While I've read many biographies from the era this is the first one I found of Franklin that I found both engaging and focused on reality. You don't need to be fanciful or add to the life of Franklin. He was a scientist, a journalist and printer, a diplomat and a politician and he excelled in all these roles. Without any doubt he was the most widely known and respected American of his time and one of the two most important figures in the American Revolution (George Washington being the other).
This book lays out Franklin's life well but there are some issues that could have been talked about at more length. Slavery leaps readily to mind. Early in his life Franklin owned slaves and was ambivalent about the institution. Later he became an opponent. The book does talk about how he came to believe those of African heritage were every bit as intelligent and capable as Europeans. But for such an important issue the book deals with it only briefly. This is possibly because Franklin's surviving letters and writing on the subject are brief. It isn't as if The First American ignores the issue nor does it deny it importance. The subject just seems to cry out for more detail (and this is often true in Founding Father's bios).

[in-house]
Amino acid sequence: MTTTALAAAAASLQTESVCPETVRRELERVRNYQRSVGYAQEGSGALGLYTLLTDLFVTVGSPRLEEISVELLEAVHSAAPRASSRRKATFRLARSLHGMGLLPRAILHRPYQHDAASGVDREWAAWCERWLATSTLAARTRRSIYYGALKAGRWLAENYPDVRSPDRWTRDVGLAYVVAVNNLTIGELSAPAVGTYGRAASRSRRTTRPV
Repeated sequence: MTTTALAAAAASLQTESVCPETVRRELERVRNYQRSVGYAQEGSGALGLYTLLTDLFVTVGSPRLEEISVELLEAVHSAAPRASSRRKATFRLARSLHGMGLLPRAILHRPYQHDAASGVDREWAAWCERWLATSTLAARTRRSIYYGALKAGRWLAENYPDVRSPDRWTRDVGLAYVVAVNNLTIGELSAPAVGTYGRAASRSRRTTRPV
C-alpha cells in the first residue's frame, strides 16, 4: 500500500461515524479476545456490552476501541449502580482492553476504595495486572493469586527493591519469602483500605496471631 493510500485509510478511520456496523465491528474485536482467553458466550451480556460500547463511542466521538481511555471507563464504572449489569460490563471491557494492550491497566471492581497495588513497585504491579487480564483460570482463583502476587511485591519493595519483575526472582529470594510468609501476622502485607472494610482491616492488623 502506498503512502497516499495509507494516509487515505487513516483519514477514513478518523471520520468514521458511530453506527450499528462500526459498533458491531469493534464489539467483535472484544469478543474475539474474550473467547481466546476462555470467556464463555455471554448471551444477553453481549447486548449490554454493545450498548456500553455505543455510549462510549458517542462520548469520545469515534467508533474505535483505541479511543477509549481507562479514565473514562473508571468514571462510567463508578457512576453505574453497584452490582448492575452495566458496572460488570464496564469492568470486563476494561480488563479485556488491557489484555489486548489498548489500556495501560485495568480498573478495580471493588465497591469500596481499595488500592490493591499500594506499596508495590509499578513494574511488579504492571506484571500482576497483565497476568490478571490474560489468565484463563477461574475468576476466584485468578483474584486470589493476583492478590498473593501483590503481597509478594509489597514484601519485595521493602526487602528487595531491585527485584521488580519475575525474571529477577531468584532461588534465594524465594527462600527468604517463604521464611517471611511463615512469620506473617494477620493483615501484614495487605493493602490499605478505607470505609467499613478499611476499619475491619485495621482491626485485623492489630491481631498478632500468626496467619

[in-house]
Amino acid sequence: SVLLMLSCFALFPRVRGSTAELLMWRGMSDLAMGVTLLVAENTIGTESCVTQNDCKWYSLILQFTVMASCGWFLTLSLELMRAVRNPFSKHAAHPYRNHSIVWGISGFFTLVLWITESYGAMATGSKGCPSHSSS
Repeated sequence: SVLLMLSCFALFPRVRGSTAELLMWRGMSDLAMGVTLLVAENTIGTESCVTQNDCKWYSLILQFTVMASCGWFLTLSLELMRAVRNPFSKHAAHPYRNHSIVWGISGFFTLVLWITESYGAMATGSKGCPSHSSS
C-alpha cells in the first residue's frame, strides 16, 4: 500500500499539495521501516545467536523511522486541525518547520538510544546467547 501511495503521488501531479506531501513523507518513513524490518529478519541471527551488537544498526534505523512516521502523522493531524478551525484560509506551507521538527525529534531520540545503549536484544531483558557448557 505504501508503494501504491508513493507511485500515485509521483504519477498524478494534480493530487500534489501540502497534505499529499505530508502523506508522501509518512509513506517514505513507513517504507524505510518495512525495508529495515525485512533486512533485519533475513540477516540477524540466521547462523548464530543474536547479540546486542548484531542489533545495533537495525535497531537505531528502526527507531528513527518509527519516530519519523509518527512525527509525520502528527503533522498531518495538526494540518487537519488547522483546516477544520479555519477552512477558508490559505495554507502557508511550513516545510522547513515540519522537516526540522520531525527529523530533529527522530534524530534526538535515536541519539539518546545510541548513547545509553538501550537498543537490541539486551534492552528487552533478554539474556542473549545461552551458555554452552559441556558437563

I never slowed down reading this except when there were long portions that included letters to and from his lady friends. Part of his history to be sure! Just not one I find interesting, even if it does serve rather definitively to humanize the subject!